17 years after my first visit to New York, I am here again. I intend to complete a couple of posts from here, but first a couple of great jazz performances from the last few days.
I am just back from the Blue Note and Dee Dee Bridgewater's birthday concert. This the third time I have had the privilege of hearing Miss Bridgewater live and I have to say its the best so far. On the previous two occasions (Ranana in Israel and Ronnie Scott's in London) she was of course fantastic and performed songs from her Eleonora Fagin album - a tribute to Billie Holiday. She included a song from this album tonight - a mean and dirty version of "Fine and mellow" that began with some humorous interplay with bass player Kenny Davis who she featured in this number. Her voice sounded better and stronger than ever as she worked her way through a lengthy version of this classic with great contributions from Craig Handy on sax and from young find - Theo Croker on trumpet (more about him later).
The divine Miss Bridgewater is indisputably one of the all time greats as a performer, but she is also a nice lady - interacting with the audience, joking, encouraging more and louder applause and performing an encore for another Dee Dee in the audience who claimed today to be her birthday too! Her career has been long and sometimes difficult but tonight we saw an artist at the pinnacle of her career (so far of course!).
The programme was an eclectic mixture of ballads and more upbeat numbers as she treated us to a cool version of "Besame Mucho" (slight stumble over the Spanish lyrics, but we loved her enough for it not to matter - and she is confident enough to draw attention to it and carry on!), an uptempo "Compared to what?" from her Malian Journey project, "Music is the magic" from a forthcoming project of now deceased jazz vocalist, song writer and civil rights activist, Abby Lincoln's songs (look out for a new album) and an outrageously bluesy version of the old Aretha Franklin song "Doctor Feelgood".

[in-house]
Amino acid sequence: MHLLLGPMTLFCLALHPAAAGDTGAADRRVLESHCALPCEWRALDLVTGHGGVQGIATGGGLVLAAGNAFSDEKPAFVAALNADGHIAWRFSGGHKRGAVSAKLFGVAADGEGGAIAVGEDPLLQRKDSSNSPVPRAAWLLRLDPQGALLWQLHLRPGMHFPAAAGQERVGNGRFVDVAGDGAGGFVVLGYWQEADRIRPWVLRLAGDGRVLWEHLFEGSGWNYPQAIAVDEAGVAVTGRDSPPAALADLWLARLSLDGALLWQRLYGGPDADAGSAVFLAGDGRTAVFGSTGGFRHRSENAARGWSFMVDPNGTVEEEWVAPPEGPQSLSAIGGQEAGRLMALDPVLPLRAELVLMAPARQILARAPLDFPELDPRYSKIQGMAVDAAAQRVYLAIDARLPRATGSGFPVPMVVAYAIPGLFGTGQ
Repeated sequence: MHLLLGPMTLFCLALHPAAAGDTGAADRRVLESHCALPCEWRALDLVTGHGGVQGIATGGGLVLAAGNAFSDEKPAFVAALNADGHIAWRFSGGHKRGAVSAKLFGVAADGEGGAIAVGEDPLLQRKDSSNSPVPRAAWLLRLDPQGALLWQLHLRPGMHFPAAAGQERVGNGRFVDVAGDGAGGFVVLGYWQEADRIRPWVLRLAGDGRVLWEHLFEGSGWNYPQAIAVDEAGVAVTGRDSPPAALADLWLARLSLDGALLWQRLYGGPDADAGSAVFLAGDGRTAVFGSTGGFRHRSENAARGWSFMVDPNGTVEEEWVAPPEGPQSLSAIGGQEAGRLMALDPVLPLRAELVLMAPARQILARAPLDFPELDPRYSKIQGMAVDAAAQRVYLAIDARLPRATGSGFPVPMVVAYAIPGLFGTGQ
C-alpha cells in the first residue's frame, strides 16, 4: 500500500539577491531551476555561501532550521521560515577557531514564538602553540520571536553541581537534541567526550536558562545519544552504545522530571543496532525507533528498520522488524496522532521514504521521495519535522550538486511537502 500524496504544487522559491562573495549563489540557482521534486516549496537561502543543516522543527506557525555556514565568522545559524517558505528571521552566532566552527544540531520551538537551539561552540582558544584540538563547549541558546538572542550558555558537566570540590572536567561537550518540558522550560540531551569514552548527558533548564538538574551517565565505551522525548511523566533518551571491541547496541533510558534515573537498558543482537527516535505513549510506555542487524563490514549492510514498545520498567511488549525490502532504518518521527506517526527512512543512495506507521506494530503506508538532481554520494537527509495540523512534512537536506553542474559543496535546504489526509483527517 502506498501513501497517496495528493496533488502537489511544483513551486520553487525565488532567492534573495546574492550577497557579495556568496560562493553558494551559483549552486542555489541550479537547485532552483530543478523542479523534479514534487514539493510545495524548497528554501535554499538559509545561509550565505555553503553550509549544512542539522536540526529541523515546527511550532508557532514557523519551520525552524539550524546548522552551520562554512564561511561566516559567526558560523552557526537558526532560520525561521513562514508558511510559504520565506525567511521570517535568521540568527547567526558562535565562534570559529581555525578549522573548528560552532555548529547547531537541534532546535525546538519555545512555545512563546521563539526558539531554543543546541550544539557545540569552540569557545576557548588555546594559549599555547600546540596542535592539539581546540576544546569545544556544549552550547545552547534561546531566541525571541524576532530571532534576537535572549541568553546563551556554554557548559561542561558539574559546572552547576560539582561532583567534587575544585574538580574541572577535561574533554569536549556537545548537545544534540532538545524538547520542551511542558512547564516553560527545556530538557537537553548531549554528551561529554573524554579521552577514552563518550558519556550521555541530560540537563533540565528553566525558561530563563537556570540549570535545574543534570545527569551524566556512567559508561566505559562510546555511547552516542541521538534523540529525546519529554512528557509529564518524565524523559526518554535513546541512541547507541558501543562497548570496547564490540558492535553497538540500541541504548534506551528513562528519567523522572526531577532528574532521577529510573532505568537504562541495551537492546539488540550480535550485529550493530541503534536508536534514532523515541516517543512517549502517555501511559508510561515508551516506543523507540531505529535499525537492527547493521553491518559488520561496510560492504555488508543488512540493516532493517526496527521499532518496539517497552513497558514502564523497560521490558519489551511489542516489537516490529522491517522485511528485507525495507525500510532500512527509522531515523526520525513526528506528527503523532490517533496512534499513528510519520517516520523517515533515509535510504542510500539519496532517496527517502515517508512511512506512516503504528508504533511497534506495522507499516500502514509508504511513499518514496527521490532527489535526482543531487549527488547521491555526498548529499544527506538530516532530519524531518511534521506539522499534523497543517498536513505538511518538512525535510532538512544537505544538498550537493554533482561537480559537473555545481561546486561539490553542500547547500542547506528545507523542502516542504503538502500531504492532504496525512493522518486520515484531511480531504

All great, but for the me the absolute highlight was her rendition of Nancy Wilson's "Save your love for me". This one featured the aforementioned Mr Theo Croker on trumpet. He was also a bit of a star, invited to join the band for this number and then staying on for the rest of the evening, Dee Dee told us that he arranged this one and that it will be on his first album which is coming soon. I seriously hope she is guesting for him on this track as I had to hold my chest during the performance and if I hadn't had my hair cut earlier in the day, the hairs on the back of my neck would have been standing up. Phew!
I seriously think our Dee Dee is the best live jazz vocalist around at the moment - fearless, innovative, great range and very happy to feature the band as well as herself. Edsell Gomez as ever was great on piano and as musical director and watch out for one Gabe Durand, also introduced to the Blue Note this evening and a talented guitarist. He has a famous mum - Dee Dee Bridegwater. Thank you Miss B - my best night in New York so far!
This was my second concert of the week having been to Smalls in Greenwich Village on Saturday night to hear Yaala Ballin, a young Israeli vocalist. Yaala has been living in New York for eight years now, has recorded two albums (I've got them both - nice mixtures of standards and a couple of new songs) - and has clearly built up a following during her time in the Big Apple as there was standing room only on what was a Memorial Day weekend and a hot rainy night too.
Her style is very relaxed, she tells a good story to introduce songs. I liked the idea that her grandfather insisted they were related to Irving Berlin (they aren't) and also the obvious delight she displayed at discovering some great songs from days gone by. Her song choices for the evening included "I cried for you", "Baby get lost" (my favourite of the evening), "Change partners" and a couple of bluesy versions of Dinah Washington's "Evil gal blues" and "I could write a book". Her second album "On the road" is well worth a listen...or even to buy!
Two great sets and great value - just $20 entrance fee and no minimum bar charge unlike several other New York venues. Speaking of venues, Small's and the Blue Note couldn't be more different. Smalls is an intimate basement bar with super friendly bar staff (Erin and Rebecca on the night I was there), an obvious regular clientele and a really welcoming atmosphere. The Blue Note is bigger, draws an older audience and is not cheap, although to be fair the price of entry at $35 was excellent value and cheaper than Ronnie Scott's for a top line act. The food and drink is over-priced though and of questionable quality - I have never understood why so many of the top jazz clubs around the world offer such poor quality dining at such high prices. Can't be because they want to take advantage of their guests, can it?
But nothing takes away from a fantastic birthday celebration with Dee Dee Bridgewater and a very 'cool' evening with Yaala Ballin. New York, New York...it's good to be back!